Introduction A low FODMAPs diet is an effective dietary intervention for the management of irritable bowel syndrome (IBS). We hypothesised that hydrogen breath testing (HBT) for lactose and fructose intolerance would identify potential responders. Secondly we hypothesised that greater improvement would be seen in diarrhoea predominant (IBS-D) than other subtypes.
Methods 167 consecutive patients with a Rome III IBS diagnosis who completed low FODMAPs dietary education therapy were analysed. Symptoms were assessed at baseline and follow up (median 63 days post-treatment) via self-administered questionnaire. The primary endpoint was a symptom severity score (scale 0–5) based on pain, bloating, constipation and diarrhoea. According to clinician choice, some patients underwent HBT with fructose 30 gm (n = 74) and lactose 30 gm (n = 103).
Results Subtypes were IBS-D (n = 91, 67 f, mean age 42), IBS-C (n = 41, 35 f, mean age 45) and IBS-M (n = 34, 29 f, mean age 36). Across all patients, an improvement in symptom severity (2.4 to 1.6, p < 0.001) was observed following low FODMAPs diet. Patients with a positive fructose BT (26/74, 35%) experienced statistically greater improvement in symptom severity (2.7 to 1.5, p < 0.01), but not those with positive lactose BT (36/102, 35%). Compared to IBS-D (2.4 to 1.5) and IBS-C (2.4 to 1.6), a greater response was seen in IBS-M (3.1 to 1.9, p < 0.01). Response was correlated to baseline symptom severity (r = 0.45, p < 0.001).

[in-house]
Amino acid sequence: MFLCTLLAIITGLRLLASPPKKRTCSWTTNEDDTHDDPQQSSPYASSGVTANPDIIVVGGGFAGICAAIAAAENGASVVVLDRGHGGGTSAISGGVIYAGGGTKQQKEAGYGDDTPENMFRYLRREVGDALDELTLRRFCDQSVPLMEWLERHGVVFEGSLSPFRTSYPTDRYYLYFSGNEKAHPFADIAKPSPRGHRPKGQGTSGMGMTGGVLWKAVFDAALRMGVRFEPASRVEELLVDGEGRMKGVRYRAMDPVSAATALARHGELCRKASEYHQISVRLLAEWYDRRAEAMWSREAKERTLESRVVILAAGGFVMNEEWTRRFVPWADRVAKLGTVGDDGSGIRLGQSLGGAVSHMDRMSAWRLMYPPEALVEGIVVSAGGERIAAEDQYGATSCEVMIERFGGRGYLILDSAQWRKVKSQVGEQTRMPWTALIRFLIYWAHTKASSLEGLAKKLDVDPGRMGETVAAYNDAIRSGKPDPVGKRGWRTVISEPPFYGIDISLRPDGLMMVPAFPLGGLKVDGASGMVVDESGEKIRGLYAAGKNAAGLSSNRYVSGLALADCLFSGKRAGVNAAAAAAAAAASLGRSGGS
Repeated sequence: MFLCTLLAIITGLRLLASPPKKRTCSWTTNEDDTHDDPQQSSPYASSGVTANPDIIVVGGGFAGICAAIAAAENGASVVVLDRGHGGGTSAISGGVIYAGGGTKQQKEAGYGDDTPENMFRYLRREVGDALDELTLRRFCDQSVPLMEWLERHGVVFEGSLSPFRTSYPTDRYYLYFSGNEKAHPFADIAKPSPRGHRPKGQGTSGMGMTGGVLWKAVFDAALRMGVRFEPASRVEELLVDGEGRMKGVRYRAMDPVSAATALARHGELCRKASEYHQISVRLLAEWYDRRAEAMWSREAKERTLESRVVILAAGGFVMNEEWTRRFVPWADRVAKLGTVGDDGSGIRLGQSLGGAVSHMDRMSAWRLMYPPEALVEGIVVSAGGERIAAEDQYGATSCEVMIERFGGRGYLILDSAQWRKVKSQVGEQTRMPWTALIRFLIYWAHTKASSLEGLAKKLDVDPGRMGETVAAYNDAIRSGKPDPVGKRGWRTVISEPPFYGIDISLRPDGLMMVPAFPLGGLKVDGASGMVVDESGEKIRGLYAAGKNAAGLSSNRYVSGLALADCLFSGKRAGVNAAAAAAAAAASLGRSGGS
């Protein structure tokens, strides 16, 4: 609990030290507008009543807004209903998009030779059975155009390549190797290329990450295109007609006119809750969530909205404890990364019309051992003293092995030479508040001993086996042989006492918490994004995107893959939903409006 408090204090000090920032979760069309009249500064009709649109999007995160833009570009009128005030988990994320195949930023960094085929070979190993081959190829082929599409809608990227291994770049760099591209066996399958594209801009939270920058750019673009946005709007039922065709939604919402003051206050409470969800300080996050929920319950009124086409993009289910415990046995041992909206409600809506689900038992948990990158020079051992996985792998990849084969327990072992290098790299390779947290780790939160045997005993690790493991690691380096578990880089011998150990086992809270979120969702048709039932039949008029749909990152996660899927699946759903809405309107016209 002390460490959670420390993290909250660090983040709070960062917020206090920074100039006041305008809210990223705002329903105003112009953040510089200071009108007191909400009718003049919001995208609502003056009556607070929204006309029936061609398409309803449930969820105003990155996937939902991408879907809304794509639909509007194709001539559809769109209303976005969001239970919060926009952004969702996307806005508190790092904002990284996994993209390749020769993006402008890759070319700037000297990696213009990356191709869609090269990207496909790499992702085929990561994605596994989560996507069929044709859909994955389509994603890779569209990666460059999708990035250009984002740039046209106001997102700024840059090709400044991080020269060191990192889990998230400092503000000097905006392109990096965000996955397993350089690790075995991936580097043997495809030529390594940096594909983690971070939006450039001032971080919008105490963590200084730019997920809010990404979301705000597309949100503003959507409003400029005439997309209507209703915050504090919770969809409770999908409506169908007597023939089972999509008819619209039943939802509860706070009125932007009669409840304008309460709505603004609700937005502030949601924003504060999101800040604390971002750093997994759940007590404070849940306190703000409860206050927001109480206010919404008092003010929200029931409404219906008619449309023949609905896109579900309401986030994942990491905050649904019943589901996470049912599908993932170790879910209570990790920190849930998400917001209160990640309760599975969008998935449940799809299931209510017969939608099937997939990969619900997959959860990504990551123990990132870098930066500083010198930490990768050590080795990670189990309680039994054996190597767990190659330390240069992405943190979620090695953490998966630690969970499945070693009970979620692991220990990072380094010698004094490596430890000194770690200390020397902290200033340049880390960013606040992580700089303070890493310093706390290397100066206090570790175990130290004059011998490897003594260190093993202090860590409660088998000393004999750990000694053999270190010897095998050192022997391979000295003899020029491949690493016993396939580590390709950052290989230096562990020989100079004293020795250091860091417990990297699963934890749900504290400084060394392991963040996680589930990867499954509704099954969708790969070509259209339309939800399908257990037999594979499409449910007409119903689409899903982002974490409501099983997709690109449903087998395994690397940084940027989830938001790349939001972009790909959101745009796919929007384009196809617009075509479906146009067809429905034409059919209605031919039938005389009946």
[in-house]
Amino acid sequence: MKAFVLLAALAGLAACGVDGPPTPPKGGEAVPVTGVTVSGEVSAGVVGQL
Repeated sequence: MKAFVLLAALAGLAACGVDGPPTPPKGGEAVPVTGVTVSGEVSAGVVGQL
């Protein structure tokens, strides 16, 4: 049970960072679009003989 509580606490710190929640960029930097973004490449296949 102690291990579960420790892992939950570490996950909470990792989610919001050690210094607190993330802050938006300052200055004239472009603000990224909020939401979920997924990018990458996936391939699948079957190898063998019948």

Conclusion A low FODMAP diet may particularly beneficial in patients with fructose malabsorption. Severity of symptoms at baseline may predict degree of improvement which may explain the greater response seen in IBS-M patients in this study.
A low FODMAP diet may particularly beneficial in patients with fructose malabsorption. Severity of symptoms at baseline may predict degree of improvement which may explain the greater response seen in IBS-M patients in this study.
Disclosure of Interest None Declared